Boston University Graduate Workers held a rally at Marsh Plaza Sept. 20 as part of their bid for unionization, capping off a sustained labor rights campaign that began Sept. 2.
BU Graduate Workers United cited wages and workload as two of their biggest concerns. Graduate workers are not earning a living wage, which was constantly said at rally. According to the Massachusetts Institute of Technology living wage calculator, $46,918 is a living wage for an adult with no children living in Boston.
While stipends vary across departments, BU graduate workers generally earn between $24,000 and $30,000 a year, Jordan Pickard, a doctoral student in the English department said.
“There are graduate students who have to rely on food pantries or have to borrow canned beans from their roommate,” Pickard said. “I recall students saying things like they have lost 15 pounds for the summer just because they don’t have enough money to feed themselves regularly.”
Nairan Wu, a doctoral student in linguistics and a speaker at the rally, said graduate students were upset over how the school’s COVID-19 policies were made without consulting graduate workers.
“We are the people who are actually teaching in their poorly ventilated rooms,” Wu said. “They treat us like students when it’s convenient for them, and they use us as workers when it benefits them.”
Aarohi Goel, a junior in the College of Arts and Sciences and action coordinator at the Boston University Young Democratic Socialists of America said graduate students are overworked and underpaid.
“It is very important to us as undergraduate students that our workers at the University are fairly compensated for all the work that they do,” Goel said.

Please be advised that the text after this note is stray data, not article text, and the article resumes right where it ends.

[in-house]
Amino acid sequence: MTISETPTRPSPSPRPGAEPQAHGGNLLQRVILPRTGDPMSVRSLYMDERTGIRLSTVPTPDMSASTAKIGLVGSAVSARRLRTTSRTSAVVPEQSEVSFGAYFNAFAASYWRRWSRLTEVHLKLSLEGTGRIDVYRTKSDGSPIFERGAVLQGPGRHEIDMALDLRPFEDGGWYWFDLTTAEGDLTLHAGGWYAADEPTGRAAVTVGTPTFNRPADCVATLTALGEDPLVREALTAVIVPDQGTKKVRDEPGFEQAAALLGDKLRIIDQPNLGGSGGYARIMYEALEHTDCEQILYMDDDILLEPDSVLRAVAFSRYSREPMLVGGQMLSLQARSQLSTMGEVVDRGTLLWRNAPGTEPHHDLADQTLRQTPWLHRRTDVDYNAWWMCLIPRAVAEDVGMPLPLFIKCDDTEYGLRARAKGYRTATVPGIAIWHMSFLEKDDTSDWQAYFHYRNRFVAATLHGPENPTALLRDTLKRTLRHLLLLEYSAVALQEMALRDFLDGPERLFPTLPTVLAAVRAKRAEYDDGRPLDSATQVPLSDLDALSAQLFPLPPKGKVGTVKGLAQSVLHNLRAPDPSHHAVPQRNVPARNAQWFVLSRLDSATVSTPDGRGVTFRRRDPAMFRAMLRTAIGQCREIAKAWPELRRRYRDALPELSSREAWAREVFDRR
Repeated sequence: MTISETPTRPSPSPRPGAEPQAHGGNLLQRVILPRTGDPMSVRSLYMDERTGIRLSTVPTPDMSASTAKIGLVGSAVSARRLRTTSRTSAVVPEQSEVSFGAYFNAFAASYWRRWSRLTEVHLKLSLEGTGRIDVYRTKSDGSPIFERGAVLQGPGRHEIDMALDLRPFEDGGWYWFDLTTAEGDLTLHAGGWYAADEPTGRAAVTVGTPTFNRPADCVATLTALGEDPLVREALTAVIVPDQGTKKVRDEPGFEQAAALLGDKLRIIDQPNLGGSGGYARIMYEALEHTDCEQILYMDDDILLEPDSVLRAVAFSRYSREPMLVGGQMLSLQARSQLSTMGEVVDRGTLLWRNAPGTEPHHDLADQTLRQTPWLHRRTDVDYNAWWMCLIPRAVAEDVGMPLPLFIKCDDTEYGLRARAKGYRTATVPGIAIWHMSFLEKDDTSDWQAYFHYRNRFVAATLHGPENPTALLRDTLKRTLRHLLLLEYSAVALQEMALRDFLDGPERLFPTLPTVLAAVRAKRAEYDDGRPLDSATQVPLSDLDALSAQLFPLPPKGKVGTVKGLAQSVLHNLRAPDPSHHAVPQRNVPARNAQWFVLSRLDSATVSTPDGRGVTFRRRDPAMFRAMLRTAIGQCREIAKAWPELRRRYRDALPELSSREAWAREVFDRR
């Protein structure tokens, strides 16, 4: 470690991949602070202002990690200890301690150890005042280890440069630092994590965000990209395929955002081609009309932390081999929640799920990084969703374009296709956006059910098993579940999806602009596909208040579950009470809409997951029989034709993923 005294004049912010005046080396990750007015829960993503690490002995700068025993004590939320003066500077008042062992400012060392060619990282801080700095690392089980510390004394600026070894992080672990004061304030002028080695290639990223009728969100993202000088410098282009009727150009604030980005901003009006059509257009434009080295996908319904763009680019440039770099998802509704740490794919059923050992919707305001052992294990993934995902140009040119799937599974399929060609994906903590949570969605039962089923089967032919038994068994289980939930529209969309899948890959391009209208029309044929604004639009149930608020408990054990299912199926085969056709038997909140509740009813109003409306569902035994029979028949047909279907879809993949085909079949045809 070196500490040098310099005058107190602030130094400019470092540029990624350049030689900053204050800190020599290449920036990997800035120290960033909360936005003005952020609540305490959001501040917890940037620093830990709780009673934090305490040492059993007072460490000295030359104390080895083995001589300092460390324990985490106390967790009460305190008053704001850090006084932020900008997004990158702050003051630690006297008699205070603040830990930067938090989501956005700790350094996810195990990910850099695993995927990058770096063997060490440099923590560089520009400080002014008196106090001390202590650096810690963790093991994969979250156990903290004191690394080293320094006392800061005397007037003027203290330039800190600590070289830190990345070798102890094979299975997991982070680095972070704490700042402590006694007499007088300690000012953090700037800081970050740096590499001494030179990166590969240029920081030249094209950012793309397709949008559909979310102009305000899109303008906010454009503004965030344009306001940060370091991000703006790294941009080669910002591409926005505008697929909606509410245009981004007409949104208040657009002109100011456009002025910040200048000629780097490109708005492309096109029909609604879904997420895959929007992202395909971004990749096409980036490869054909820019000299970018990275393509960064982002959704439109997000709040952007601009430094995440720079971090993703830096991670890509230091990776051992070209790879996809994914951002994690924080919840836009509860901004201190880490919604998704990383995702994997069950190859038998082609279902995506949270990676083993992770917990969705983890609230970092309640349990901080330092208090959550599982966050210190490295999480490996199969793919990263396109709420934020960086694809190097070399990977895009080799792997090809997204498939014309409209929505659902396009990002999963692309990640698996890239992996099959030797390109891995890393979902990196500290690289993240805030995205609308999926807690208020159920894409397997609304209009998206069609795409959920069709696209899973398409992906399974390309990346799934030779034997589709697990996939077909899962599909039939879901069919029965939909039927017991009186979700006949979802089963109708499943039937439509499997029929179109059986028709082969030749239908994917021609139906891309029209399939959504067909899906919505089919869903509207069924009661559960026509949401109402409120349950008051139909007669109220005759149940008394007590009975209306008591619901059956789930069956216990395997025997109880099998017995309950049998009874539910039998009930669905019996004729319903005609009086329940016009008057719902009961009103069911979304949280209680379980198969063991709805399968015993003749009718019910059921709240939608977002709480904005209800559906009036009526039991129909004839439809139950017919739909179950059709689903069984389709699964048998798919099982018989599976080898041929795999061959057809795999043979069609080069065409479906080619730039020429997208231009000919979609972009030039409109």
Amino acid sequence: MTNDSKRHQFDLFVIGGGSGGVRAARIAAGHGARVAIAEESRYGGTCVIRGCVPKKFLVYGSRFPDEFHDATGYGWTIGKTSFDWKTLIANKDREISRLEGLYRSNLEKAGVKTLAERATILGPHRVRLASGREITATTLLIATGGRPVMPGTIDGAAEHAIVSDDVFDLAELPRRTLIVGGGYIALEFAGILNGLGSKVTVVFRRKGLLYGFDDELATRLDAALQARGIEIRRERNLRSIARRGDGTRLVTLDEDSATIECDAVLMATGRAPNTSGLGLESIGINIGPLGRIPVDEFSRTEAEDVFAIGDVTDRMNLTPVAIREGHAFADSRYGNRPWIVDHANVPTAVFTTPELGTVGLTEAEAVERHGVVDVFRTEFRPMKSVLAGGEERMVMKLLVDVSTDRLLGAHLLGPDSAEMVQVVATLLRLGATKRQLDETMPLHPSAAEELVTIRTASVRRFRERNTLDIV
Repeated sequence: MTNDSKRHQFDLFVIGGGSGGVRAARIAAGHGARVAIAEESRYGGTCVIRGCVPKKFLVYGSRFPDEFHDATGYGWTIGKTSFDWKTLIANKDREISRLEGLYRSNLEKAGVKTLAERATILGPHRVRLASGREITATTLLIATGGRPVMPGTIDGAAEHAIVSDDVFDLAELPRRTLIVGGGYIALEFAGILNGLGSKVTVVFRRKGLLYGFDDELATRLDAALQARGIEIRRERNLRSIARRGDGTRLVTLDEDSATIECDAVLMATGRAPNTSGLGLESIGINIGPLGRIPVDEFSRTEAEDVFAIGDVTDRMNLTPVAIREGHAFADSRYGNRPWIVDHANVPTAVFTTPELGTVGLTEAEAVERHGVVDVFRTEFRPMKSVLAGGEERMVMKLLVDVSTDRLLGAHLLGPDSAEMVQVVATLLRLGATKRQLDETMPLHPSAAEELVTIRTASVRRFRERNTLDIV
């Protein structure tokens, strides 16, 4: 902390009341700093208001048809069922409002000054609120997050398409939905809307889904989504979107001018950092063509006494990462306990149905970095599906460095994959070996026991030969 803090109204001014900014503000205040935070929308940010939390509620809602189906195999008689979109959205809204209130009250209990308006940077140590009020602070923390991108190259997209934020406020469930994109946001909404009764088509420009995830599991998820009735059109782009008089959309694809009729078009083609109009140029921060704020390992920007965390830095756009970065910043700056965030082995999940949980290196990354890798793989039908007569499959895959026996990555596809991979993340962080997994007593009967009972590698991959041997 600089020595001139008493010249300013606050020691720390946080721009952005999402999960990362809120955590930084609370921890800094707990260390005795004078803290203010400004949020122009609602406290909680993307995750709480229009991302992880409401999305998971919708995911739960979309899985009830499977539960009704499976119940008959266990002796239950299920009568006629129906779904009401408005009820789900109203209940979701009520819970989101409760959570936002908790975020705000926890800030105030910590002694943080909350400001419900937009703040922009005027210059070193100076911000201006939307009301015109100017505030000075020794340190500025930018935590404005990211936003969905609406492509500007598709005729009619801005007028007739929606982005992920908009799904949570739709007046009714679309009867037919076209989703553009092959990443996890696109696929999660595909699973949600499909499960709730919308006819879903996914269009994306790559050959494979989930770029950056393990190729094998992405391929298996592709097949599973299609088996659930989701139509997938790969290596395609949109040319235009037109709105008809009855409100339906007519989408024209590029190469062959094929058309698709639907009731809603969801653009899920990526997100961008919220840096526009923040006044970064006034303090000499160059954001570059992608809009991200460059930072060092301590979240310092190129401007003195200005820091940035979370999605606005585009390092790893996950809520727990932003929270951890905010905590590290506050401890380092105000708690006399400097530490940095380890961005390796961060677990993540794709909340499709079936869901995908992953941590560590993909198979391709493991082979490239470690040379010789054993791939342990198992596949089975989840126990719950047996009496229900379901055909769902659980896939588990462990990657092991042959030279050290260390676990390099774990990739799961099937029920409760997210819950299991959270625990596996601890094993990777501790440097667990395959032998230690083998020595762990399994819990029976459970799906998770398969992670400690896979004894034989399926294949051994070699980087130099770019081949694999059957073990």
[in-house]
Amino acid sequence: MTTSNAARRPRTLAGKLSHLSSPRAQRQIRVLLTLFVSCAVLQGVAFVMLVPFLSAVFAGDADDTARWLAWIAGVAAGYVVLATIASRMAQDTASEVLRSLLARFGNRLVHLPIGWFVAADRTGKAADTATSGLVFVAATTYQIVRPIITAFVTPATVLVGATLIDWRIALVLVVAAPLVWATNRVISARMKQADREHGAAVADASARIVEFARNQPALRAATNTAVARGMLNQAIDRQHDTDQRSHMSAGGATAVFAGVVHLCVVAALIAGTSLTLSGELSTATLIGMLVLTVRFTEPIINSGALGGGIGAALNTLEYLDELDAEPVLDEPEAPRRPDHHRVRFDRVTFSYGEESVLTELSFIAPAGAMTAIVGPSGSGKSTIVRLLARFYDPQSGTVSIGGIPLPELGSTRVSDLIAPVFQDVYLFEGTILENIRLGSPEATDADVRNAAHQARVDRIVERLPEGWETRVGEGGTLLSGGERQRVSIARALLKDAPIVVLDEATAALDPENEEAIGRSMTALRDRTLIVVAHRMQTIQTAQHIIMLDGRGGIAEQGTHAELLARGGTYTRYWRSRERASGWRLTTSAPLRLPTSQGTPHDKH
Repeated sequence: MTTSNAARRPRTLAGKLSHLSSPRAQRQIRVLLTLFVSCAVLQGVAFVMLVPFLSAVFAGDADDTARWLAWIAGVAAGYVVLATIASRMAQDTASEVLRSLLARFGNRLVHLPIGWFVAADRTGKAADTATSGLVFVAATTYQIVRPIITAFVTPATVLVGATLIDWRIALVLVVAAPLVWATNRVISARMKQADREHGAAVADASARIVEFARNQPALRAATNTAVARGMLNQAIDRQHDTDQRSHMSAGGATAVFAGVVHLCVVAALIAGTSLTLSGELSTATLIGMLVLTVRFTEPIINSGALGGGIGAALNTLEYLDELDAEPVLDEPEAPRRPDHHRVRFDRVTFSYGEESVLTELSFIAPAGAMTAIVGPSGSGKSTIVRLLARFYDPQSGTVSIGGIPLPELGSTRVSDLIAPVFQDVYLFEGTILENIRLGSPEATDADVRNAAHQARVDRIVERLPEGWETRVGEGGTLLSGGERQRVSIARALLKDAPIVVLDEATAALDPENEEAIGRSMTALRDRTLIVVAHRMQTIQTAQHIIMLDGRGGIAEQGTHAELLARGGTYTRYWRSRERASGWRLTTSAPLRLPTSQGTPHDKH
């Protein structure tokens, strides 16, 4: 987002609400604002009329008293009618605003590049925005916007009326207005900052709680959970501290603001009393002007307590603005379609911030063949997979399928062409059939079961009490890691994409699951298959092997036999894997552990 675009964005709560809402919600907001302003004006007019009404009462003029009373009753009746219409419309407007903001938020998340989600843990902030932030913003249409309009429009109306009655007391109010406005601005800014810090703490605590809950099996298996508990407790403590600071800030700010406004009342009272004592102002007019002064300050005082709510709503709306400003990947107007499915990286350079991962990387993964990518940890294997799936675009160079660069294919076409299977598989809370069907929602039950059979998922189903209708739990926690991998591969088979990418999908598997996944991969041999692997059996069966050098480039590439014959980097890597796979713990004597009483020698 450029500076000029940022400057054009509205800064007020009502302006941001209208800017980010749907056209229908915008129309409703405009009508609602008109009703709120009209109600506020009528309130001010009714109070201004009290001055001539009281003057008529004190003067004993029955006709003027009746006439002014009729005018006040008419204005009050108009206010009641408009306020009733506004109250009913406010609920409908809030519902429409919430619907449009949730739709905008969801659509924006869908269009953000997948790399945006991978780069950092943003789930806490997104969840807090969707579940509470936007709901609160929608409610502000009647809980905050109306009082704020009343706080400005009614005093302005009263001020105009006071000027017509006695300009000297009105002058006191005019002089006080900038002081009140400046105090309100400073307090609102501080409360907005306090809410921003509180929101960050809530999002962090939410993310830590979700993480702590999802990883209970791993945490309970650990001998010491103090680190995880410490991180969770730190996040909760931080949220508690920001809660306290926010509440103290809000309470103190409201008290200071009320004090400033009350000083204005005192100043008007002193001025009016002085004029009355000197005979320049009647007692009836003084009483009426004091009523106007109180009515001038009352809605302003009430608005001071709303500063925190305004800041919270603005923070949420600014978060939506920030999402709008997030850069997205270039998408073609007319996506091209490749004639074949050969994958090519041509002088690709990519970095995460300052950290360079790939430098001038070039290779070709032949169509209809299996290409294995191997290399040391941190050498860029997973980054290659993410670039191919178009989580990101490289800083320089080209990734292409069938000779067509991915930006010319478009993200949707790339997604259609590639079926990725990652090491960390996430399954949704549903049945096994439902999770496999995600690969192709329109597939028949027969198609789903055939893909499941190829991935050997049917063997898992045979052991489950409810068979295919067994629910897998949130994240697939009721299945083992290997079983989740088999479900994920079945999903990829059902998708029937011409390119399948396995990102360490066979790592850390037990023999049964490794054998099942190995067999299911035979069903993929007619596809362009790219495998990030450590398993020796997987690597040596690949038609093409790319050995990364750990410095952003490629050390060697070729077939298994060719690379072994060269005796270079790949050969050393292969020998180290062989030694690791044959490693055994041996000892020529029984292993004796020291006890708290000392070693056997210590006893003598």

The call for a living wage comes amidst BU’s growing assets, which stood at 8.3 billion in 2021. Katie Meyer, a doctoral student at the Wheelock College of Education and Human Development said this has prompted those speaking at the union to question why the money cannot be spent on graduate workers.
“President Brown has made a million dollars in salary. There are definitely instances in which we can see that BU for certain has the funds.” said Meyer. “I don’t think that in any way us asking for a living wage should be taken away from students.”
A minimum of 30% of graduate workers must sign authorization cards before the National Labor Relations Board can conduct an actual vote for graduate workers to vote on unionization.
Meyer said unionization is a method of coming together.
“Unions are incredibly important for securing material gains like a contract and a living wage,” Meyer said, “but it’s also a really important community where we can all come together and support one another.”
CORRECTION: A previous version of this article cut down Katie Meyer’s quote to leave out “I don’t think.” The article has been updated to reflect this change.